Christian wedding photographer who refused to serve same-sex couples loses case
A federal court in New York has dismissed a lawsuit brought by a Christian wedding photographer who refused to photograph same-sex marriages.
The woman, Emilee Carpenter, filed a federal lawsuit in April, arguing that New York’s non-discrimination laws forced her to choose between going against her faith by photographing same-sex marriages and paying fines of up to $ 100,000.
US District Judge Frank P. Geraci Jr. of western New York City dismissed Carpenter’s claims on Monday, saying “the court is not convinced.”
“The crux of the Applicant’s claims is that her photography is the product of her unique artistic style and vision. Thus, an exemption for the Applicant’s unique and non-fungible services would necessarily undermine, and not serve, the purpose. state, because it “would relegate [same-sex couples] to a market smaller than that enjoyed by the general public, ”said Geraci.
Carpenter sued the state after being asked to photograph seven same-sex couples, arguing that the laws violated her First and 14th Amendment rights.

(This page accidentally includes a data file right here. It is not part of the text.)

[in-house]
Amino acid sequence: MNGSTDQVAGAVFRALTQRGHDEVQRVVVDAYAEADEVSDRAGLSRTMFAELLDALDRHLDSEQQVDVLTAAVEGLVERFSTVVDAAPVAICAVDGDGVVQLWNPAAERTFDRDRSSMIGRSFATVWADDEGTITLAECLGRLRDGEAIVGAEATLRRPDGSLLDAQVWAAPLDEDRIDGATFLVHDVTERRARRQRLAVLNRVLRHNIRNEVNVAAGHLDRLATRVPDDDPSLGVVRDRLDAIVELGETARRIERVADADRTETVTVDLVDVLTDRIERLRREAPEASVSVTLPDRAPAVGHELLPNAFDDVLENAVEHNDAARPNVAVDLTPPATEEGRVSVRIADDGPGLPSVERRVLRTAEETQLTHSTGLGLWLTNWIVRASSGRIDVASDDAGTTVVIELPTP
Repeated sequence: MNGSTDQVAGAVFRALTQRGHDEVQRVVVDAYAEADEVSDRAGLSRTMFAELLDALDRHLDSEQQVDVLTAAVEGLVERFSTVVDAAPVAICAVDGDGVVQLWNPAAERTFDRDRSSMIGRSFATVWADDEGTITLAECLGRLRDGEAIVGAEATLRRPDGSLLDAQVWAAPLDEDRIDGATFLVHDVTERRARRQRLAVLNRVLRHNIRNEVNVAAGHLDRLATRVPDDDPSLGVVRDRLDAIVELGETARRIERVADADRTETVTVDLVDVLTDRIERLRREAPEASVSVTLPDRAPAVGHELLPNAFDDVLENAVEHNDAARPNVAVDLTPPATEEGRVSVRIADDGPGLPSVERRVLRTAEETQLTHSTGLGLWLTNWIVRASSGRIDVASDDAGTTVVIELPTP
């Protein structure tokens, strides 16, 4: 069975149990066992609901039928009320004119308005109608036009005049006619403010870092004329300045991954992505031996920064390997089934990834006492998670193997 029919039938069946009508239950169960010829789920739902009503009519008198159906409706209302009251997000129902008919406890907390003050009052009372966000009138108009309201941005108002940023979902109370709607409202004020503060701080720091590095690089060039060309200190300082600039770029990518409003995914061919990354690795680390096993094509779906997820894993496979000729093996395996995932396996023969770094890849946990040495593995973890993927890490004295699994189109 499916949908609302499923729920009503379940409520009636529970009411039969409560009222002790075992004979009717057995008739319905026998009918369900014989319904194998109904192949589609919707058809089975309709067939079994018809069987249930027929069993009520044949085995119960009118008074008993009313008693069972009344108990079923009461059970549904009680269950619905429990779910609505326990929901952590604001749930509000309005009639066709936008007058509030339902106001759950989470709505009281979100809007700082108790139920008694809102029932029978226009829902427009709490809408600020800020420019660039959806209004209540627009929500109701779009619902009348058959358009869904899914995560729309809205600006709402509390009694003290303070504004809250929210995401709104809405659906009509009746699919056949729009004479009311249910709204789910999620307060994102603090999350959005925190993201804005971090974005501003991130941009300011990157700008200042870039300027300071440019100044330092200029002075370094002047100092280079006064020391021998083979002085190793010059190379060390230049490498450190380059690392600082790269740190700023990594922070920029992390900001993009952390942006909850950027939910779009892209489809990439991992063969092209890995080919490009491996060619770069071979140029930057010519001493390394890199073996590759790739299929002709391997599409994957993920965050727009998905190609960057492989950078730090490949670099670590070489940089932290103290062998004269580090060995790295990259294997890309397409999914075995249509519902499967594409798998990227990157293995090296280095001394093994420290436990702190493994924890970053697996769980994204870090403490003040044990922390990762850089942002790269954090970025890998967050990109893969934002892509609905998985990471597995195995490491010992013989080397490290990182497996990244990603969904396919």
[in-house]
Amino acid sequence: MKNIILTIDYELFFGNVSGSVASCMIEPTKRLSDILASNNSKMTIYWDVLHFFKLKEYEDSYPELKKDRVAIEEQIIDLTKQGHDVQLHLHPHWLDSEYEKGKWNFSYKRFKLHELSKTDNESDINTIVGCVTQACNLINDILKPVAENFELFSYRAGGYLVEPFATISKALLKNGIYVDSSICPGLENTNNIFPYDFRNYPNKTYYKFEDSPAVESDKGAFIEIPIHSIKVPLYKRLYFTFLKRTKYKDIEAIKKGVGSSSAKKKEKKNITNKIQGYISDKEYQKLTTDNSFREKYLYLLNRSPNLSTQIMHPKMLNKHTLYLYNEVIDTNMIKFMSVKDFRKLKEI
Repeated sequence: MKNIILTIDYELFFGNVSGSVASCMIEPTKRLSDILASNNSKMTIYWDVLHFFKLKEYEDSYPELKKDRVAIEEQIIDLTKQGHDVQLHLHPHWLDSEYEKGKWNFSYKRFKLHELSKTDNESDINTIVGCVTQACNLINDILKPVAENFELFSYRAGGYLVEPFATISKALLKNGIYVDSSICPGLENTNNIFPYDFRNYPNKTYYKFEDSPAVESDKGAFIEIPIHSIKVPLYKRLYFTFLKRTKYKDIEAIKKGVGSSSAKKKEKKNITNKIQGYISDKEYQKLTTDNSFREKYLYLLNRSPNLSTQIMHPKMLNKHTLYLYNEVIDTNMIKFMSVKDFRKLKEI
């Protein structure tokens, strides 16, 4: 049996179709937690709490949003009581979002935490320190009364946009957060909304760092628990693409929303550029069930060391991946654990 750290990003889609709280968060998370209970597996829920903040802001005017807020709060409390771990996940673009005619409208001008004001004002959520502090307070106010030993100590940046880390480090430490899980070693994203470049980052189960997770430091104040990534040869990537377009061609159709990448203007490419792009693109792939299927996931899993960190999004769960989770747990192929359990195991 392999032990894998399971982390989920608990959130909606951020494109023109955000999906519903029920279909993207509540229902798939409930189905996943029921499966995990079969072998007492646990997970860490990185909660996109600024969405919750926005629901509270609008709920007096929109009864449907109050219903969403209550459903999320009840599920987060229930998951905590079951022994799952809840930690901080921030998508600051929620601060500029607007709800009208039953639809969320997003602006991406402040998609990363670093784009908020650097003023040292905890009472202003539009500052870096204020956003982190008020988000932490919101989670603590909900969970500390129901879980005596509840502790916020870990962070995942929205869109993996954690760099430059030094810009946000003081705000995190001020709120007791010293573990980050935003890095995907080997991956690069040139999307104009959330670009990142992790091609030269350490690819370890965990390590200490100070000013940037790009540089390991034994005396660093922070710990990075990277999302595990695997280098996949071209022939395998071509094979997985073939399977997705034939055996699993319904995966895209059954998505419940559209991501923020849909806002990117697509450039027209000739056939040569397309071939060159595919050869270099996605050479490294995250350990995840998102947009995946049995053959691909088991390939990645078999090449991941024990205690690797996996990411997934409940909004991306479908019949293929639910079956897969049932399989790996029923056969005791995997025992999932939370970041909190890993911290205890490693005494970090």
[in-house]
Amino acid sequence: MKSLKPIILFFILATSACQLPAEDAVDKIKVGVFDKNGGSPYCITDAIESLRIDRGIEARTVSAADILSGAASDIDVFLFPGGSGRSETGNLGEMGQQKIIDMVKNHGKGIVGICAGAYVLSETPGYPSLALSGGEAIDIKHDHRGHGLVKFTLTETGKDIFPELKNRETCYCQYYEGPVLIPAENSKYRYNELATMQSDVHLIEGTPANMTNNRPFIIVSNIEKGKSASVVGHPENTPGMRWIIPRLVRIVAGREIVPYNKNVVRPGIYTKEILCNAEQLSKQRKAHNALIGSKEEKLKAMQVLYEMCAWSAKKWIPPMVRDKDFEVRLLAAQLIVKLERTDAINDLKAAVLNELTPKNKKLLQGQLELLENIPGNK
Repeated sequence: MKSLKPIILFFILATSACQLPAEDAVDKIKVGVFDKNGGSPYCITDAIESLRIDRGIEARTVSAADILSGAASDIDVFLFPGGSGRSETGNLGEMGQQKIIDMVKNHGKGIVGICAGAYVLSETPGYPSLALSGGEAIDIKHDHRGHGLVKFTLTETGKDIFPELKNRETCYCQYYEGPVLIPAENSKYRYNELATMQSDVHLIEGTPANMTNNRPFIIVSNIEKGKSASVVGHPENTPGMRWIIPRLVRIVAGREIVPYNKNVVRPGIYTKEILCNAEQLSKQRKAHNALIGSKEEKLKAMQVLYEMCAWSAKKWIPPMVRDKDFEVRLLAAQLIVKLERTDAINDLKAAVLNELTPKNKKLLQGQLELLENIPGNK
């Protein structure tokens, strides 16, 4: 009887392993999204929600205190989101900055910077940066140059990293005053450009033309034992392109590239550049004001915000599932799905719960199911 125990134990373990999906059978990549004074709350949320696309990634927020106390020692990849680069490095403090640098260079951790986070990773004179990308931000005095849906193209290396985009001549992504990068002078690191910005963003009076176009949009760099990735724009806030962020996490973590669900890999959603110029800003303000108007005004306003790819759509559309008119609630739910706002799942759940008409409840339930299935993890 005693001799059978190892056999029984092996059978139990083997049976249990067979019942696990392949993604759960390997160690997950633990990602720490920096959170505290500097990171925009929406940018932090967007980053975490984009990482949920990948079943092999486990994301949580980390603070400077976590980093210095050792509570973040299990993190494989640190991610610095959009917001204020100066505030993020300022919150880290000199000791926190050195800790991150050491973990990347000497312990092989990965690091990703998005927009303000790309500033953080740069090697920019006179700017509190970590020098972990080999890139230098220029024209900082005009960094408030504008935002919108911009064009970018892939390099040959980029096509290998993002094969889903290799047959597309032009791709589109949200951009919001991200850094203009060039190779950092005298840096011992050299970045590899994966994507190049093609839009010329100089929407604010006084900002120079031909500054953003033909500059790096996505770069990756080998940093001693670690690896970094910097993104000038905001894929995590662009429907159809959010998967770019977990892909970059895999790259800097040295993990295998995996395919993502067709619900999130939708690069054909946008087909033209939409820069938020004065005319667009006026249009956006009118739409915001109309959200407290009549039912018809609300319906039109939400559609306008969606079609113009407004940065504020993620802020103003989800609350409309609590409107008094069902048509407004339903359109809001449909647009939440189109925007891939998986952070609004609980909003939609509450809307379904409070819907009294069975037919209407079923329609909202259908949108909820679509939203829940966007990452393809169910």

“Just like the government can’t force a lesbian pastry chef to create a cake condemning same-sex marriage or an atheist playwright to speak positively about God, New York City can’t force Emilee to deliver messages that she opposes,” said the trial.
The Alliance Defending Freedom, a religious nonprofit organization that has previously advocated against LGBTQ rights, defended Carpenter. The group denounced the court’s decision and reiterated its demand that the Supreme Court take up the case.
“The court ruling continues on a dangerous government path forcing artists to deliver messages that violate their religious beliefs – or by imposing hefty fines, shutting down their businesses or throwing them in jail,” Jonathan Scruggs, senior counsel for the Defending Freedom Alliance, said in a statement Wednesday.
LGBTQ advocates hailed the court ruling, saying “support for marriage equality has never been higher.”
“Non-discrimination laws protect every citizen and send the signal that everyone is welcome, and it’s good for business,” Kate Ellis, CEO of GLAAD, said Thursday.
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